Finally the biscuits are in the oven and I check on them at the 10-minute mark. The biscuits looked too pale so I checked on them after another 5 minutes (15 minutes was the maximum suggested time, otherwise it’s suggested to bake them until they look “golden”). At 15 minutes, it definitely looked done ! I was afraid I’d burnt the bottom of the biscuits ’cause they looked like this:
Surprisingly the biscuits didn’t taste burnt at all ! They were buttery with a bit of crunch on the bottom and yeah, most of them didn’t rise up and look like a proper biscuit:
but these turned out well enough that I’m gonna keep making them until they all come out looking good !
I’m a sucker for soft and/or chewy cookies so when I came across these in a Taste of Home magazine, I knew I was gonna make them !
The ingredients list doesn’t leave much room for interpretation with the exception of the salt and the butter. They never say if you should use unsalted or salted butter (I went with unsalted) and they don’t say what kind of salt to use (table? kosher? sea salt? I went with table salt).
When you make this, part of the instructions mentions gradually adding the flour into the butter mixture, mixing after each addition. As soon as I started mixing the flour in I understood why they said to do this gradually ! In small portions the dough gets thicker, harder to stir and risks a little bit of flour flying out of the bowl. Had I ignored the directions and dumped everything in all at once, the dough would’ve been too hard to blend and probably had half of the flour end up outside the bowl.
Once the dough is blended all together, you have to shape it into “1 1/2-in. balls” (I used my 1 1/2 Tbsp. cookie scooper), roll it in the sugar and then place it on an ungreased baking sheet. I didn’t want to deal with a possible cookie getting stuck to the baking sheet so I lined the sheet with aluminum foil before placing the sugar coated balls on it.
It goes into the oven looking like this:
and 10 to 12 minutes later (10 in my case), they come out looking like this (picture was taken after the cookies were placed on a cooling rack):
When I ate one straight off the baking pan, not giving it time to cool down, the cookie lived up to its name on being soft. Once they cooled down, the bottom half of the cookie firmed up, giving them a crispy texture while the top half was still soft. Now, full disclosure, I started writing this post last night and fell asleep while I was writing it. Woke up, made sure the cookies were in a sealed Ziploc bag & decided to just finish the post today. I ate another one of these cookies and the crispiness from the first day was gone ! All that was left was a wonderfully soft and chewy cookie. The flavor of this cookie just screams fall to me. It has all the wonderful spices of a pumpkin pie without the actual pumpkin (or the heaping amounts of whipped cream that I would be putting on a slice of pumpkin pie). Before I gobble up all these cookies, I’m gonna try seeing how these serve as cookies in an ice cream sandwich !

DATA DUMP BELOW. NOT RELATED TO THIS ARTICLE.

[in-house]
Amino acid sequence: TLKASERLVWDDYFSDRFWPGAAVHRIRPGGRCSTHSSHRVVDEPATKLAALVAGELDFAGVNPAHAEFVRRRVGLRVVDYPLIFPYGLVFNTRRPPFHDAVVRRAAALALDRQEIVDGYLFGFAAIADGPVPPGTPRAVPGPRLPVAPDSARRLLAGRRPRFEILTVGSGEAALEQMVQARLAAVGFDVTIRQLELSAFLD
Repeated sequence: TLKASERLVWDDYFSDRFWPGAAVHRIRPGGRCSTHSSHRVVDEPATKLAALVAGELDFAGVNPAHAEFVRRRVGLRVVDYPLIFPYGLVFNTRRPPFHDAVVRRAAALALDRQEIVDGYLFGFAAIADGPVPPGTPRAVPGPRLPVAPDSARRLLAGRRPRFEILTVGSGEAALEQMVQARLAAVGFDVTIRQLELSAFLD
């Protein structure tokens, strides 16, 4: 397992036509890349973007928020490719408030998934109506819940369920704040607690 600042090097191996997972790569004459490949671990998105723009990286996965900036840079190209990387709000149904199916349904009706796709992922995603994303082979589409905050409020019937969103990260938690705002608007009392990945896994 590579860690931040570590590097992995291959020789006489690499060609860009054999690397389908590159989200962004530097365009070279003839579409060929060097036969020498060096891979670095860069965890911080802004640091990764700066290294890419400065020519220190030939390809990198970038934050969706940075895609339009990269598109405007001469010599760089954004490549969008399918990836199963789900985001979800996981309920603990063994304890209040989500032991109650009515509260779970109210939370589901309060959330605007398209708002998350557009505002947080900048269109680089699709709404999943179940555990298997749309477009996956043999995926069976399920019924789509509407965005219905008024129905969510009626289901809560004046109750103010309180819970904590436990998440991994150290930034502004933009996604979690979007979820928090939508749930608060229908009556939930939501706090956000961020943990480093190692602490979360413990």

If you’d like the recipe for these cookies, click here.
I do love making sweets but I also like the idea of savory baking as well (bread, biscuits, etc.). Finding pita bread in stores around my town can be a little dicey so when I saw this recipe in Duff Goldman and Sara Gonzales’s book, I decided to try it out.
No confusion over the ingredients specifically listed but in step one they call for “1 1/2 cups of warm water” and I was like “why?”. Why, when people talk about baking being a science and how if water is too hot or too cold that yeast won’t bloom properly, would you just go with a description like “warm water” instead of listing an actual temperature range? I was able to see a Food Network commercial that said warm water should be between 110-120 degrees F. and decided to measure out the water while the thermometer read 120 degrees.
I don’t know if it makes any difference but there’s a point where they’ll say that you need to oil a bowl but they don’t say which kind of oil to use. I decided to go with vegetable oil.
Once the dough’s risen enough and the oven’s preheated, you have to break the dough down into the required amount of balls and then roll each ball out until they’re about 1/4-inch thick. This shows the before and after of doing that:
I placed my first three pitas into the oven and couldn’t wait to see them balloon up. When it came time to pull them out though, they didn’t really balloon. Some of them ballooned a little but nothing like the picture they show in the cookbook ! I actually tried leaving the pita in the oven for a couple more minutes to see if that would help them balloon but instead all it did was make them burnt:
While it wasn’t the success I was hoping for, the pita wasn’t terrible. This is what most of them came out looking out which I think is a good thing:
I wasn’t paid in any way to mention Food Network, Duff Goldman, Sara Gonzales, or the cookbook “Duff Bakes”.
Lemon bars were the first dessert I’d ever tried that made me realize desserts could be more than just sweet in their flavor profile. It felt like it’d been too long since having lemon bars so when I came across this version, I really wanted to try it out !